Getting the data right for global development
25 February 2013, New York
Statistics play a vital role as the world community works to enhance development across the globe. Health, the economy, the environment and the Millennium Development Goals; these are just a few of many areas measured and analyzed. On 26 February, the UN Statistical Commission will convene to assess how this work can be further improved to meet new and emerging challenges.
“We are again looking forward to strong participation from Member States. As in past years, we expect about 140 countries to be represented by their experts from the capital, making the Statistical Commission a truly global forum on official statistics,” said Sabine Warschburger, Statistician in DESA’s Statistics Division, who has been coordinating the preparations for the Commission and its many side events for a number of years.
Established as a functional Commission under the UN Economic and Social Council in 1947, the UN Statistical Commission is the highest decision-making body for international statistical activities, especially when it comes to setting statistical standards, the development of concepts and methods and their implementation at the national and international levels. It also oversees the work of DESA’s Statistics Division.
As the World Statistics Day was celebrated a few years back, UN Secretary-General Ban Ki-moon underscored the important role of the Commission, saying that it “has created international methodological standards and guidelines in virtually every area of statistics. It has played a key role in helping governments strengthen their statistical reporting, making data more available and comparable across countries and regions than ever before.”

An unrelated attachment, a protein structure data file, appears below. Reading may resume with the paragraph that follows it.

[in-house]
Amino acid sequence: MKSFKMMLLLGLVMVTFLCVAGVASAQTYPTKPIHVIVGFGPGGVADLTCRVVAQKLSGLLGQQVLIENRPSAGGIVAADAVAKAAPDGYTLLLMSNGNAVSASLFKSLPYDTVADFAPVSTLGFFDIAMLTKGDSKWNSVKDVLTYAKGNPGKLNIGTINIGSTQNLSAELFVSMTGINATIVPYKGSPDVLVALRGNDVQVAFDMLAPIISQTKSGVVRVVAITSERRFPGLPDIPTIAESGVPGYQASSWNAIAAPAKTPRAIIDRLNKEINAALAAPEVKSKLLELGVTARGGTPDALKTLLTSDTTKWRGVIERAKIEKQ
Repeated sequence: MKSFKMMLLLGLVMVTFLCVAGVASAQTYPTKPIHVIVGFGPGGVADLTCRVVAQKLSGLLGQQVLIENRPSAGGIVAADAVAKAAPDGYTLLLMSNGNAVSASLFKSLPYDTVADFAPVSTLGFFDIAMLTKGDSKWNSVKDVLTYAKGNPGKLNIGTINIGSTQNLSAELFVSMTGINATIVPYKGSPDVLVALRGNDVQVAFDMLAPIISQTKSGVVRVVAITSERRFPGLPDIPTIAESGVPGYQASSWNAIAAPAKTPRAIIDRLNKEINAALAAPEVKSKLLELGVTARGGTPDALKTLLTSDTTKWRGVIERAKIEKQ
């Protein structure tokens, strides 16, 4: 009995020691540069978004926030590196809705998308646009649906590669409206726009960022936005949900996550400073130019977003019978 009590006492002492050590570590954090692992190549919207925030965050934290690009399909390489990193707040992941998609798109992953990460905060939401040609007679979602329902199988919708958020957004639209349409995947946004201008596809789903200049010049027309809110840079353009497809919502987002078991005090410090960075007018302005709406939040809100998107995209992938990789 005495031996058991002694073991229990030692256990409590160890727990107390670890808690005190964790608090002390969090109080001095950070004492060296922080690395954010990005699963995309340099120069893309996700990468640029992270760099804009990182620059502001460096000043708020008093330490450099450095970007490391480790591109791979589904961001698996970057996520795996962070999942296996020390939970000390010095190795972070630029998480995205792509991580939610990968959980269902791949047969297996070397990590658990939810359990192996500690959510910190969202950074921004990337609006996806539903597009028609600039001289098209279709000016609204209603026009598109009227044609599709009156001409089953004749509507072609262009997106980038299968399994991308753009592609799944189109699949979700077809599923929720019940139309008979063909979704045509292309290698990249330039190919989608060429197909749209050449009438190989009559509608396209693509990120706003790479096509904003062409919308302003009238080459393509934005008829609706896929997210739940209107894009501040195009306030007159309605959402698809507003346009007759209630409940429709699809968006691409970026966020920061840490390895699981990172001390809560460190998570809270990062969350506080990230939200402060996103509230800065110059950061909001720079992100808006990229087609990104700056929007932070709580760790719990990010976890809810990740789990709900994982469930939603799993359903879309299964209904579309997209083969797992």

Linking socio-economic information with geographic locations
This year, the Commission will discuss 13 agenda items including the implementation of the fundamental principles of official statistics; environmental-economic accounting; environment statistics; national accounts; international comparison programme; international trade and regional statistical development in Africa. An additional 16 items will be presented for information, including education, employment, integrated economic statistics as well as development indicators.
Developing a statistical-spatial framework in national statistical systems is this year’s topic of the Commission’s annual in-depth review, which is usually carried out by a Member State. Previous themes have included population and housing censuses, a review of gender statistics, quality assurance frameworks, climate change, employment, education, industry and social statistics. The National Statistical Office of Australia has this year taken the lead in preparing the in-depth report, containing proposals on future work to develop a statistical-spatial framework.
Statistical-spatial information helps advance all development aims, as it links statistical and socio-economic information to a location, bringing much improved understanding and relevance to the data collected. It thereby promotes informed decision-making and policy analysis both at the local and global level.